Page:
Silver wrote: "I am quite amused by the fact that the idea that a "man" from Mars just landed onto earth in of itself does not seem to cause too much concern among the people, but rather it is what the creature e..."

No one would run from Mr. Spock...but that thing from "Alien"...run!!!!!!


message 18: by Ivan (last edited Mar 03, 2012 07:47AM) (new)

Ivan | 2166 comments Mod
Jeannette wrote: "I think the heat beam was the finishing touch!

And I love Wells saying the party waved the white flag to prove that they were intelligent, too."


Yes, one doesn't consider that in their alien culture waving a white flag may mean "Tora! Tora! Tora!"

I've noticed in reading the science-fiction works of Mr. Wells, there are few if any women in his stories.


message 19: by [deleted user] (new)

He was writing man against machine, man against his baser nature, against the beast type of stories. Women cooked the food, and looked terrified, or silly; those were women's roles in Wells stories.


message 20: by Ivan (new)

Ivan | 2166 comments Mod
Now I do all of that...including looking terrified.


message 21: by [deleted user] (new)

You're talented, Ivan! :) I guess Wells must have believed in the stereotypes of his day. Maybe he didn't count on the evolution of gender roles.... (but, I do believe you know all this, without my saying so.)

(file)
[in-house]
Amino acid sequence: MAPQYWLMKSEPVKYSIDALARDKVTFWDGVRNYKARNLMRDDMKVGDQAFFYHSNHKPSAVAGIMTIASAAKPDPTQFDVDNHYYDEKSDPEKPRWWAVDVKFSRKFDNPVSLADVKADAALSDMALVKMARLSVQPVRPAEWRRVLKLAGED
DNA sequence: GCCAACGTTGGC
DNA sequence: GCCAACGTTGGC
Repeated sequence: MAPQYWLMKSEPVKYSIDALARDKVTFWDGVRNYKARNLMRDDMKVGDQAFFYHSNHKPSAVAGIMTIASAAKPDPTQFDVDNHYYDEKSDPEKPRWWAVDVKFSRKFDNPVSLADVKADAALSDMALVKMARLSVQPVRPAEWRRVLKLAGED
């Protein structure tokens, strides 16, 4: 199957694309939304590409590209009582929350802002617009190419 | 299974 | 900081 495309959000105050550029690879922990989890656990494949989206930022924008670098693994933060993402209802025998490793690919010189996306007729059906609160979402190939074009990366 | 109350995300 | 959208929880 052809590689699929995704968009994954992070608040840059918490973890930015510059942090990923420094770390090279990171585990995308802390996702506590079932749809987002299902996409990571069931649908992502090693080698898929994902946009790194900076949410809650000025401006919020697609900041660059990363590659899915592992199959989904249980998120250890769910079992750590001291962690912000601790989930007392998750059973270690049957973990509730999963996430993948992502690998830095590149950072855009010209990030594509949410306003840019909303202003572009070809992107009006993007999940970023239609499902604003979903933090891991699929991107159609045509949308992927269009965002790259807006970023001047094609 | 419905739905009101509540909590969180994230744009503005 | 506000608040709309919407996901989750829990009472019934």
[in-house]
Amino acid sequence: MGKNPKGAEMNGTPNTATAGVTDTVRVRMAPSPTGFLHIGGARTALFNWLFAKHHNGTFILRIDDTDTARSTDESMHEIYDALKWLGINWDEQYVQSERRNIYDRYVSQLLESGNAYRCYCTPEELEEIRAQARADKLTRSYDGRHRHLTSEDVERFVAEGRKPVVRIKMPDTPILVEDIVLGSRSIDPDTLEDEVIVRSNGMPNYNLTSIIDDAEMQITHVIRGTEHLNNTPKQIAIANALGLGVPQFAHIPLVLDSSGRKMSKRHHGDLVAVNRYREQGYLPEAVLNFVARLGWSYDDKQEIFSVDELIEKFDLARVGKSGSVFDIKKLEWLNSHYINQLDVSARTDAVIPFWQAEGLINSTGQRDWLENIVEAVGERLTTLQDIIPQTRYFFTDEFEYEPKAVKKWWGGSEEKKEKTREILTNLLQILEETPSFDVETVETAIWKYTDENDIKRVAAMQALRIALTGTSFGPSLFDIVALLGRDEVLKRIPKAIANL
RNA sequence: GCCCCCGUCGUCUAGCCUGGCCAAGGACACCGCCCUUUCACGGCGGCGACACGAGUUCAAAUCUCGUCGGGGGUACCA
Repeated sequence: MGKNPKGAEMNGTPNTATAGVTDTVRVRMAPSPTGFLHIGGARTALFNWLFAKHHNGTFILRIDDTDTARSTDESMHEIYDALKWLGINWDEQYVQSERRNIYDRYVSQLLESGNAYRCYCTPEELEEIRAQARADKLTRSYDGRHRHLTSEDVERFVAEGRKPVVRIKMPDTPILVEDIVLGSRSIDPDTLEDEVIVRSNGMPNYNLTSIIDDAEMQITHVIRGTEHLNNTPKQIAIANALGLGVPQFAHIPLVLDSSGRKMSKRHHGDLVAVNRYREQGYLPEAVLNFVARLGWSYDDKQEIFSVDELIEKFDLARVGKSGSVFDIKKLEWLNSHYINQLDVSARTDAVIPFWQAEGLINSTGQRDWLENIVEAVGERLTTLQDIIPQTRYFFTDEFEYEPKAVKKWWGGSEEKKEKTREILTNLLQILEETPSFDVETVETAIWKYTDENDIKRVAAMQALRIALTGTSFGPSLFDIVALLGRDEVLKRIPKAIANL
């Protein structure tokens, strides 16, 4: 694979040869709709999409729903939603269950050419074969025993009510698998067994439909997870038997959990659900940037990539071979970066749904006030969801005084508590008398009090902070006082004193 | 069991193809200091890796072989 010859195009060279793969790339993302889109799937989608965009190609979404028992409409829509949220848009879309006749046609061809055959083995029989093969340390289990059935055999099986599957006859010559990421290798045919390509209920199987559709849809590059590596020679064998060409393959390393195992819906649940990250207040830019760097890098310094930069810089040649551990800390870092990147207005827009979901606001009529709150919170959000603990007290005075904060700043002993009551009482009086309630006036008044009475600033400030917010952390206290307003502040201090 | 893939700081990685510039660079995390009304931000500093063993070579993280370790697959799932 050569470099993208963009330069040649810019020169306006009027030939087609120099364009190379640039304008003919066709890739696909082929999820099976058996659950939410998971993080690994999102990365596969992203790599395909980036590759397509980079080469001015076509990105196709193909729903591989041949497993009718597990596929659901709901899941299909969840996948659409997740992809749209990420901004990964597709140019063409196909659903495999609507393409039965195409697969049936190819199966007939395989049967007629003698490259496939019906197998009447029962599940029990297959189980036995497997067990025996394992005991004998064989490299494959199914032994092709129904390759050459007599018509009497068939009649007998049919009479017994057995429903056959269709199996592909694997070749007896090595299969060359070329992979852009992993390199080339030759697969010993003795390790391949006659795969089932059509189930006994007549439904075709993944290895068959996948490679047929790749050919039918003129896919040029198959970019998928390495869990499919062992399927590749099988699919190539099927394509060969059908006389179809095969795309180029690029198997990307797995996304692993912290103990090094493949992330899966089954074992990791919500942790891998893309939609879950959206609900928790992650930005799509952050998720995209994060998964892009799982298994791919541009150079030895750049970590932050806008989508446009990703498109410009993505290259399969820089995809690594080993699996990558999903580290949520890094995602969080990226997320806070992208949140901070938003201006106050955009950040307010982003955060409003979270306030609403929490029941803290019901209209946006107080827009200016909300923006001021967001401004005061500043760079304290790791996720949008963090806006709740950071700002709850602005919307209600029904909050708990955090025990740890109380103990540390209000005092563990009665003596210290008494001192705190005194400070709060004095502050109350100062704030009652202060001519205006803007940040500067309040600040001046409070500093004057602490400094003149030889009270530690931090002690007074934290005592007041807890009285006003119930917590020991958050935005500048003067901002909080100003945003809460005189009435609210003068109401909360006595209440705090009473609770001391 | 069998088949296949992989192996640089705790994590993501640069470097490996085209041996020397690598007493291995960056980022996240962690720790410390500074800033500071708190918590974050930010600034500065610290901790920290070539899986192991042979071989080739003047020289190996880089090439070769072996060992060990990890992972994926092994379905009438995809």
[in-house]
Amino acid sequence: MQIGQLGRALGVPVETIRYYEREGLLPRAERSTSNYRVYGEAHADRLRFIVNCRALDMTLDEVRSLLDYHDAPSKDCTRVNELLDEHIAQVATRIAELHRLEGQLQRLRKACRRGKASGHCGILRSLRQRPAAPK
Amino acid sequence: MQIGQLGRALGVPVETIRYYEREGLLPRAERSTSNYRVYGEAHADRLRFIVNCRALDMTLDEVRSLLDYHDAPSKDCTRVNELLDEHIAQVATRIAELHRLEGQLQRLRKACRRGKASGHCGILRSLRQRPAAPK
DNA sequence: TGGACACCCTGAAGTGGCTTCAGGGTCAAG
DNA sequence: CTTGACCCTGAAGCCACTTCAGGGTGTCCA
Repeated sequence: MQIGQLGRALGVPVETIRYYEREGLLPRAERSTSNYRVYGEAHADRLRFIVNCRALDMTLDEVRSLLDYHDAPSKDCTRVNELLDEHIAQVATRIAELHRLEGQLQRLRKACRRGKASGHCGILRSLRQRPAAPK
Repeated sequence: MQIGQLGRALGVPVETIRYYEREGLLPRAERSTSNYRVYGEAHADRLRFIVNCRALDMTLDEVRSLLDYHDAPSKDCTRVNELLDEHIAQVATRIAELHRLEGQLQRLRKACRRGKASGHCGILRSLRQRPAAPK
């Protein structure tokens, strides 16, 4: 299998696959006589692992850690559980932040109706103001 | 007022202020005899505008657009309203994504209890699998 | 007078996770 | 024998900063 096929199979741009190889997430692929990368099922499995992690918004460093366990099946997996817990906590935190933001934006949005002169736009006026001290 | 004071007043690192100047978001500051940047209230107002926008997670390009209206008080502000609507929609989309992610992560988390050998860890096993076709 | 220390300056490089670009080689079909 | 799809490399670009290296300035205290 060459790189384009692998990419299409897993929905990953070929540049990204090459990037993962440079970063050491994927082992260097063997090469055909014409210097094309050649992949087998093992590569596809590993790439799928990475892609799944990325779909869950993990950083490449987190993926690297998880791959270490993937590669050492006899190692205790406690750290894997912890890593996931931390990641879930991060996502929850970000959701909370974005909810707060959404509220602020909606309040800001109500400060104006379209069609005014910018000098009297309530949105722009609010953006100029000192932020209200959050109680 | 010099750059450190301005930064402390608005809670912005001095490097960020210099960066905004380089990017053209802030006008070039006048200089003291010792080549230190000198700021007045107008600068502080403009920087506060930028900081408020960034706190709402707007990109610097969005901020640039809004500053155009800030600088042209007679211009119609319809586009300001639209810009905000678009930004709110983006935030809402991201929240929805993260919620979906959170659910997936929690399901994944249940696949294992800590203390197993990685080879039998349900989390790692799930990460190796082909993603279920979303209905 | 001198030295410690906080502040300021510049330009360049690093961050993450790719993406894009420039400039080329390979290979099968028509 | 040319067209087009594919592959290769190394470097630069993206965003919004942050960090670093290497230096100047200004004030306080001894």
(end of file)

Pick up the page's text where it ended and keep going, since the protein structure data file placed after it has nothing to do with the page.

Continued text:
message 22: by Silver (new)

Silver I have to admit that in a way I think it is kind of refreshing to read a book that does not feel the need to include romance in any way shape or form as part of the plot lines. As most books it seems will at the very least have some form of romance as a side plot to the story. I quite enjoy his I guess you could say "masculine" writing.


message 23: by [deleted user] (new)

I was thinking that Ivan may have been remarking on the lack of any women, romance or not. Or, maybe I am projecting my ideals onto Ivan's comments. I would love to see a strong woman take on the Martians! I agree that a romance in a story like this would be a distraction, at the very least.


message 24: by Max (new)

Max | 26 comments Jeannette wrote: "I was thinking that Ivan may have been remarking on the lack of any women, romance or not. Or, maybe I am projecting my ideals onto Ivan's comments. I would love to see a strong woman take on th..."